Cologne, GERMANY, May 11, 2005 – The fifth annual World Bank carbon market intelligence study, co-sponsored by the International Emissions Trading Association, IETA, released today at CARBON EXPO – Global Carbon Market Fair & Conference (May 11 – 13, 2005) - shows that the carbon finance market is expanding steadily. 107 million metric tons of carbon dioxide equivalents (tCO2e) were exchanged through projects in 2004, a 38% increase compared with 2003 (78 million). The report estimates that the volume exchanged so far in 2005 is 43 million tCO2e.
The report is based on data both from transactions completed under the Kyoto Protocol’s flexible mechanisms—Joint Implementation (JI) and the Clean Development Mechanism (CDM) that allow rich countries to purchase greenhouse gas emission reductions in developing countries and in countries with economies in transition and the operations developed under the European Unions Trading Scheme (EU-ETS) and other greenhouse gas trading systems, including allowance markets. (See annex). The report stresses that the carbon market is witnessing the growth of a new asset, the EU-ETS.
According to the report“volumes exchanged on these allowance markets has increased dramatically compared with last year, and is now comparable to the volumes exchanged through project-based transactions. The total amount exchanged on all the allowance markets from January 2004 to March 2005 was about 56 million tCO2e.
This is mostly driven by the entry into force of the EU-ETS in January 2005. Volumes traded from January to March are already 3.5 times higher as the total volumes of European Union allowances exchanged in the whole year 2004.
“Taken together, these developments suggest that the carbon market is responding to the ratification of the Kyoto Protocol and to the beginning of operation of the EU ETS. Increased activity, both on project- and on allowance-based markets is extremely likely in the coming years” says World Bank economist Franck Lecocq who authored the report with Karan Capoor of the Bank’s Africa Region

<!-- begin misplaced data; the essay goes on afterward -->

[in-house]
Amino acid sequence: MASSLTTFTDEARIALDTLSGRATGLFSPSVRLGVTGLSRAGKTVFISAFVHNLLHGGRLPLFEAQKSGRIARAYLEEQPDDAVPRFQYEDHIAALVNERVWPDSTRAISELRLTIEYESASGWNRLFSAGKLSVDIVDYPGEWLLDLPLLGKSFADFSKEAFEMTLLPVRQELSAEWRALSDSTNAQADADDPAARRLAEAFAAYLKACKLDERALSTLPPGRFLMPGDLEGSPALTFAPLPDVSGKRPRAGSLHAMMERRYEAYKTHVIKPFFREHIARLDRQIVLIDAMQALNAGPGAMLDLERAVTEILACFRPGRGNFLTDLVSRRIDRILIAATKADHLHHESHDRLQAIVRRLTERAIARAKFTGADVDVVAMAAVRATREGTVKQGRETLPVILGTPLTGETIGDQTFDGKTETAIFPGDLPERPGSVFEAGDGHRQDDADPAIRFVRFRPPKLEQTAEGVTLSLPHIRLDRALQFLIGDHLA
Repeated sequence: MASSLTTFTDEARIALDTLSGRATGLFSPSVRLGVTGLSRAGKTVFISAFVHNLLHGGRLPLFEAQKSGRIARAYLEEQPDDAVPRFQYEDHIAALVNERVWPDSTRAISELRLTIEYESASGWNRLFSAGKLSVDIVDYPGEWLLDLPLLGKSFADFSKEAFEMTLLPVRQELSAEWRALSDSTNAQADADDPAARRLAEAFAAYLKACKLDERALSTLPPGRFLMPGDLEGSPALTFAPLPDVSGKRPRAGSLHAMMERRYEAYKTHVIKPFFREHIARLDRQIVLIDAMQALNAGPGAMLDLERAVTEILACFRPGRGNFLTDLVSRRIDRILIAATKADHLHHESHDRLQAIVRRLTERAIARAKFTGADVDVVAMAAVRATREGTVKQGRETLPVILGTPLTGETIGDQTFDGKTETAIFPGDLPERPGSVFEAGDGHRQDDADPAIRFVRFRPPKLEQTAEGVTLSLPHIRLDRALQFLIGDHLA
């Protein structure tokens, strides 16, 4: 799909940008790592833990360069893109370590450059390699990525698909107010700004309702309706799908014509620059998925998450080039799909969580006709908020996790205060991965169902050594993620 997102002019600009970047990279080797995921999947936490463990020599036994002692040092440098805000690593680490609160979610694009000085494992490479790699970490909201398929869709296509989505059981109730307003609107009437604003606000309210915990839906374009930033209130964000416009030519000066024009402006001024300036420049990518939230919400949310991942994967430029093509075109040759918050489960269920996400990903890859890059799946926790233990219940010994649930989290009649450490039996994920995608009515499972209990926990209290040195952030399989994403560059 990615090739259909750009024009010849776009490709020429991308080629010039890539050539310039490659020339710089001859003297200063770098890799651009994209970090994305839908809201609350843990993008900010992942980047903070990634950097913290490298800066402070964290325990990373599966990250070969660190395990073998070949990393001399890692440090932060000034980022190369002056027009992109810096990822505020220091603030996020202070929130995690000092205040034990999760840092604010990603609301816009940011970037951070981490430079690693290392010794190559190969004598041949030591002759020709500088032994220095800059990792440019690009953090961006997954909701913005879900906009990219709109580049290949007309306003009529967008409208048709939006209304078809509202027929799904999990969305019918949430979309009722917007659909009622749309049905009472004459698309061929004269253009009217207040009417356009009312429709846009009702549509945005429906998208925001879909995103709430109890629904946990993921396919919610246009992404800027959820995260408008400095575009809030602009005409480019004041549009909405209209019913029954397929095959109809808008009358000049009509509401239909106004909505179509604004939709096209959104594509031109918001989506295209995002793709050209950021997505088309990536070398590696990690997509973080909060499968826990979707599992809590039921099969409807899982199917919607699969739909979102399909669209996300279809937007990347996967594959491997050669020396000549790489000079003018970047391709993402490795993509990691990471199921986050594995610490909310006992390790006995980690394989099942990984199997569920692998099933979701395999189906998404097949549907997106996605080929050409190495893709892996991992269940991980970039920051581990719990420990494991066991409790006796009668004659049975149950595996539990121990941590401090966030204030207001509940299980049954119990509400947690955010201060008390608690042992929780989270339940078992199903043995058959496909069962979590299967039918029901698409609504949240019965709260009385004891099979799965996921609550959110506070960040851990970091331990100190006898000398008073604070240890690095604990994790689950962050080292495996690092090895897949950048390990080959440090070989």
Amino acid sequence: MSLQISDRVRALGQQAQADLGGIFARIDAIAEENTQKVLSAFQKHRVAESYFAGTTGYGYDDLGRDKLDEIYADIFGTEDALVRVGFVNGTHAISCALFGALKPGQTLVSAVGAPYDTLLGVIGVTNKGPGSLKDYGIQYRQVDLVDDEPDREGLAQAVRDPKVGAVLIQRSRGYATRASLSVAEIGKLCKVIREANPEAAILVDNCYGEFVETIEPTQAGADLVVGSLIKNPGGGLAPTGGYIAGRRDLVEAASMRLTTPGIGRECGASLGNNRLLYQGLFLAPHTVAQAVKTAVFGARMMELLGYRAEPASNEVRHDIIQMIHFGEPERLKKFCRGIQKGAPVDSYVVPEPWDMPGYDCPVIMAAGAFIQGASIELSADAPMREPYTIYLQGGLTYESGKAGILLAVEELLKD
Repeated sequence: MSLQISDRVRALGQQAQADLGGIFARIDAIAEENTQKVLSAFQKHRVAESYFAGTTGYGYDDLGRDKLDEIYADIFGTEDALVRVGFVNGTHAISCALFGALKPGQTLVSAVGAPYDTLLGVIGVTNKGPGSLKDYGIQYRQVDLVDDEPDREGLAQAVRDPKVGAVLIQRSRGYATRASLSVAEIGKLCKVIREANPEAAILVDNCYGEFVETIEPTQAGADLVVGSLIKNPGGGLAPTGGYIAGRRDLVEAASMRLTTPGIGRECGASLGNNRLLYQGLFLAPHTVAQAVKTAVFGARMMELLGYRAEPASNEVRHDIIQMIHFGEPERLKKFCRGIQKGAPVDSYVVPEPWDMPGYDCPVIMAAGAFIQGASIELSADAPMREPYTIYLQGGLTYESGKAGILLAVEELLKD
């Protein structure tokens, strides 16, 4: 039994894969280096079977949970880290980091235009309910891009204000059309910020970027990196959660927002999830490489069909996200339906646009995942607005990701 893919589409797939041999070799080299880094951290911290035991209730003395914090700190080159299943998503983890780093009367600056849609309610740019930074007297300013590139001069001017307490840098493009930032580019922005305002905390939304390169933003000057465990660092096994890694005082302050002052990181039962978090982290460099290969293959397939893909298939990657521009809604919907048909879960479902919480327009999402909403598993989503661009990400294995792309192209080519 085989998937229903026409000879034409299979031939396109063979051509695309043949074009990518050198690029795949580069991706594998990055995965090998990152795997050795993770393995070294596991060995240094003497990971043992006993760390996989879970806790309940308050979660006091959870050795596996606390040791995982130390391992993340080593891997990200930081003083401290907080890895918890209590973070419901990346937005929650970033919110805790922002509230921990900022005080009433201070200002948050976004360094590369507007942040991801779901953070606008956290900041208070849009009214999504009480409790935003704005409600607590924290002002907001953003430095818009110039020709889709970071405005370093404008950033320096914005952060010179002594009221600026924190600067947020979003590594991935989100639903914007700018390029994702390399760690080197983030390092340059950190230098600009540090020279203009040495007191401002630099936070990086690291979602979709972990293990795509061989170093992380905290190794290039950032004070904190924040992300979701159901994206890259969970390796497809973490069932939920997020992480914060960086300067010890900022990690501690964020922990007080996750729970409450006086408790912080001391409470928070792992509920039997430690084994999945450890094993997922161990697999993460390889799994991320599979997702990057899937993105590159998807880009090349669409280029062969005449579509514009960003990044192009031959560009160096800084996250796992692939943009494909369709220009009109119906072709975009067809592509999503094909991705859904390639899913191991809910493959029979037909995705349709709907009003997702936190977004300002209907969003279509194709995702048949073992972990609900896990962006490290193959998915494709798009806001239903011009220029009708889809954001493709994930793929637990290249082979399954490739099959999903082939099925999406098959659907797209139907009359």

According to the 2005 report major uncertainties remain “notably the absence of any price signal for emission reductions beyond 2012, which limits the impact of carbon finance on CDM in projects with regular lead times.”
TYPES OF PROJECTS
Projects abating non-carbon dioxide emissions account for more than half of the total volume supplied, include:
· HFC23 destruction (see Annex) is still the dominant type of emission reduction projects in terms of volumes supplied (25% from January 2004 to April 2005).
· Projects capturing methane and N2O from animal waste now rank second (18%)
· Hydro, biomass energy and landfill gas capture (about 11% each).
"We are enormously encouraged by the growth of the greenhouse gas market, especially the beginnings of the EU trading scheme," said Andrei Marcu, president of the International Emissions Trading Association. (IETA). "The entry into the market of the private sector through privately managed carbon funds as well as new players in the EU-ETS can only be positive for the future of this market. IETA will continue to work to ensure a balance of supply and demand of emission reductions, especially through the CDM, giving special attention to Africa."